1 For these letters I am indebted to the third volume of the Miscellaneous Works of the late Thomas Young, M. D., F. R.S., &c., ed. John Leitch, London, 1855.

* L'Egypte sous les Aharaons, ou recherches sur la Géographie, la Religion, la Langue, les Ecritures, et l'Histoire de l'Egypte, Paris, 1814

De Sacy's opinions of Akerblad's works.

De Sacy distrusts Champollion's results.

Young on Akerblad's labours.

Akerblad's
doubts
about
his own
labours.

investigation respecting the sense attributed to the words which the author has examined. This conformity must be allowed to be more satisfactory than if I had followed, with perfect confidence, the path which Akerblad has traced : I must however, confess that it relates only to a few of the first steps of the investigation ; and that the greatest and the most difficult part of the translation still remains unsupported by the authority of any external evidence of this kind.” (Leitch, p. 18.) Nearly three weeks after writing the above, Young sent another letter to M. de Sacy, together with a Coptic and demotic alphabet derived partly from Akerblad, and partly from his own researches, and a list of eighty-six demotic words with the words corresponding to them in the Greek version. Of these words, he says: “Three were observed by de Sacy, sixteen by Akerblad, and the remainder by himself.” In January, 1815, Akerblad addressed a long letter to Young, together with which he sent a translation of some lines of the Rosetta Stone inscription, and some notes upon it. Regarding his own work he says: “During the ten years which have elapsed since my departure from Paris, I have devoted but a few moments, and those at long intervals, to the monument of Rosetta . . . . . For, in fact, I have always felt that the results of my researches on this monument are deficient in that sort of evidence which carries with it full conviction, and you, Sir, as well as M. de Sacy, appear to be of my opinion in this respect. . . . . I must however give you notice beforehand, that in most cases you will only receive a statement of my doubts and uncertainties, together with a few more plausible conjectures; and I shall be fully satisfied if these last shall appear to deserve your attention and approbation . . . . . If again the inscriptions were engraved in a clear and distinct character like the Greek and Latin inscriptions of a certain antiquity, it would be easy, by the assistance of the proper names of several Greek words which occur in it, some of which I have discovered since the publication of my letter to M. de Sacy, and of many Egyptian words, the sense of which is determined ; it would be easy, I say, to form a perfectly correct alphabet of these letters; but here another difficulty occurs ; the alphabetical characters which, without doubt, are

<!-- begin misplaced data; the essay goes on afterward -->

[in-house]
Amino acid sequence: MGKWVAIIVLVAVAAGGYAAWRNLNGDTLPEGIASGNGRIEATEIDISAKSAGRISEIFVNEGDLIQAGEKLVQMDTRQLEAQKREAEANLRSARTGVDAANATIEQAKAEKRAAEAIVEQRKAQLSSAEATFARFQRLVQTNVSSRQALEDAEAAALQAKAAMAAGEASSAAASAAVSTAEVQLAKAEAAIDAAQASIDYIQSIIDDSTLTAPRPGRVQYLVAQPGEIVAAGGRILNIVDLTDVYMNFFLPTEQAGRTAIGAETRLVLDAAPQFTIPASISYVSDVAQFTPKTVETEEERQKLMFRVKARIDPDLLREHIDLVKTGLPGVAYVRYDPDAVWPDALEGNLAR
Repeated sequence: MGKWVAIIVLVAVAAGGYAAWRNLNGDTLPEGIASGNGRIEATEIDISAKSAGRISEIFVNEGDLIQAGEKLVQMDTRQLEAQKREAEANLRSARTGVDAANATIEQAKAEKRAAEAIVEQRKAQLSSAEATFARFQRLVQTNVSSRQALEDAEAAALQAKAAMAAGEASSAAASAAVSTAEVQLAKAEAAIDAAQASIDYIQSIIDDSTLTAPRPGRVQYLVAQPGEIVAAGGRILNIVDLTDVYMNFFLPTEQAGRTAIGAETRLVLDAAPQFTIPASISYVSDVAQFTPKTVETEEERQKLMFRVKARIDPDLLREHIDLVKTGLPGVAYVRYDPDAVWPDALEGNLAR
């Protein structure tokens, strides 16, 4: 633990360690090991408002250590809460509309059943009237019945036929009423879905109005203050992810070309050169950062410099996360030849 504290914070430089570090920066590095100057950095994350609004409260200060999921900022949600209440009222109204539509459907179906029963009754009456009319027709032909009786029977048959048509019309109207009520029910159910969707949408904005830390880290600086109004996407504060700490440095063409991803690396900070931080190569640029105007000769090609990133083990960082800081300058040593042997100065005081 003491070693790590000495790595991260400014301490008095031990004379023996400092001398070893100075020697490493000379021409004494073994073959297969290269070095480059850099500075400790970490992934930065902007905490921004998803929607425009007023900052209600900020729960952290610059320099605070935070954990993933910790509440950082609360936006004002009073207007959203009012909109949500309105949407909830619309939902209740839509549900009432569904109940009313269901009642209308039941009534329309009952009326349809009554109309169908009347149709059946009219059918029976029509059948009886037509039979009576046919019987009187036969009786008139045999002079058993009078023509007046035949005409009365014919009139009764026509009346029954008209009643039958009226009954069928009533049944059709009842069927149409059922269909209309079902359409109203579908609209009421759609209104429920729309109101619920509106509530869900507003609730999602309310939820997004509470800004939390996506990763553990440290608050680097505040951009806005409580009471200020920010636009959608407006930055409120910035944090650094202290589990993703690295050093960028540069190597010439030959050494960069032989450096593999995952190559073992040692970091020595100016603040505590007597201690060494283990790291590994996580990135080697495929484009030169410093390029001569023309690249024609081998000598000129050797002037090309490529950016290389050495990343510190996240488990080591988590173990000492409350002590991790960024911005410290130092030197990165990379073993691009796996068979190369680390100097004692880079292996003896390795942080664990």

of very high antiquity in Egypt, must have been in common
use for many centuries before the date of the decree ; in the
course of this time, these letters, as has happened in all other
countries, have acquired a very irregular and fanciful form, so
as to constitute a kind of running hand." (Leitch, p. 33.) In
August, 1815, Young replied to Akerblad's letter, and dis-
cussed the passages where his own translation differed from
that of Akerblad.
In July, 1815, de Sacy sent a letter to Young, which
contains the following remarkable passages : " Monsieur,
outre la traduction Latine de l'inscription Egyptienne que vous
m'avez communiquée, j'ai reçu postérieurement une autre tra-
duction Anglaise, imprimée, que je n'ai pas en ce moment sous
les yeux, l'ayant prêtée à M. Champollion sur la demande que
son frère m'en a faite d'après une lettre qu'il m'a dit avoir reçue
de vous. . . . . . /e pense, Monsieur, que vous êtes plus avancé
aujourd'hui et que vous lisez une grande partie, du moins, du
texte Egyptien. Si j'ai un conseil à vous donner, c'est de ne pas
trop communiquer vos découvertes à M. Champollion. Il se
pourrait faire qu'il prétendît ensuite à la priorité. Il cherche